Cohesion in Java
Cohesion in Java is the Object-Oriented principle most closely associated with making sure that a class is designed with a single, well-focused purpose. In object-oriented design, cohesion refers to how a single class is designed.
Note: The more focused a class is, the more is the cohesiveness of that class.
The advantage of high cohesion is that such classes are much easier to maintain (and less frequently changed) than classes with low cohesion. Another benefit of high cohesion is that classes with a well-focused purpose tend to be more reusable than other classes.
Example: Suppose we have a class that multiplies two numbers, but the same class creates a pop-up window displaying the result. This is an example of a low cohesive class because the window and the multiplication operation don’t have much in common. To make it high cohesive, we would have to create a class Display and a class Multiply. The Display will call Multiply’s method to get the result and display it. This way to develop a high cohesive solution.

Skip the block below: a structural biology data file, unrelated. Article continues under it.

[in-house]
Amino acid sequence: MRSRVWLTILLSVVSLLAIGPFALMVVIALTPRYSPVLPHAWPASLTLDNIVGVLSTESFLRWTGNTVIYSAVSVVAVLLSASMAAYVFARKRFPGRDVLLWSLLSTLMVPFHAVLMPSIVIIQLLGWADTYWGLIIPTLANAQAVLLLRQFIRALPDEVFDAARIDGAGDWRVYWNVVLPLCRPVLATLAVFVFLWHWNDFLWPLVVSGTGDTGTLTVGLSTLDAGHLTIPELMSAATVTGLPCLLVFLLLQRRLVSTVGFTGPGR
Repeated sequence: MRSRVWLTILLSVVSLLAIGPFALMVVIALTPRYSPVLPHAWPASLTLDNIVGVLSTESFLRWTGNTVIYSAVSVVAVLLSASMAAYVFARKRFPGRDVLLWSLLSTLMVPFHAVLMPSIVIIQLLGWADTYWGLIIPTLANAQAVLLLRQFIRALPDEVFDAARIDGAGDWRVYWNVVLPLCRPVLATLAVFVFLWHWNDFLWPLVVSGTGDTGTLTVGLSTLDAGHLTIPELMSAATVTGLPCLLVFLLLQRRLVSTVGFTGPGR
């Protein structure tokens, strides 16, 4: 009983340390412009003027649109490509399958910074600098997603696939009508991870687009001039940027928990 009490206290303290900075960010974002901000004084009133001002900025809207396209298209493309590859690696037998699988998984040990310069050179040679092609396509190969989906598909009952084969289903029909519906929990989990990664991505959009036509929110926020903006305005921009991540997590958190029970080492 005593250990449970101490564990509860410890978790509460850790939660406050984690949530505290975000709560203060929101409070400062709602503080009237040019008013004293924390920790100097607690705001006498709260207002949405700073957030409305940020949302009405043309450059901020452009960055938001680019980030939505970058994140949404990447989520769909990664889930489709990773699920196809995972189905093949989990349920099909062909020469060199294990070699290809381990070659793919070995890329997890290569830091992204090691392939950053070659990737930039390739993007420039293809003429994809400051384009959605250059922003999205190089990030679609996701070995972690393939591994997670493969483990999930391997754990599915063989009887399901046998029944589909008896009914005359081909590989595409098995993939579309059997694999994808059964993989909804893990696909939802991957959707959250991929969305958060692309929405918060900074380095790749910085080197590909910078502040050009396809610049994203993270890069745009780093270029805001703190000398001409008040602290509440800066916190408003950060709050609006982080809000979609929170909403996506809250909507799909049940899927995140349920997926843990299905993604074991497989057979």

Let us understand the structure of the high cohesive program:
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Pictorial view of high cohesion and low cohesion:
Explanation: In the above image, we can see that in low cohesion only one class is responsible to execute lots of jobs that are not in common which reduces the chance of reusability and maintenance. But in high cohesion, there is a separate class for all the jobs to execute a specific job, which results in better usability and maintenance.
Difference between high cohesion and low cohesion:
- High cohesion is when you have a class that does a well-defined job. Low cohesion is when a class does a lot of jobs that don’t have much in common.
- High cohesion gives us better-maintaining facility and Low cohesion results in monolithic classes that are difficult to maintain, understand and reduce re-usability
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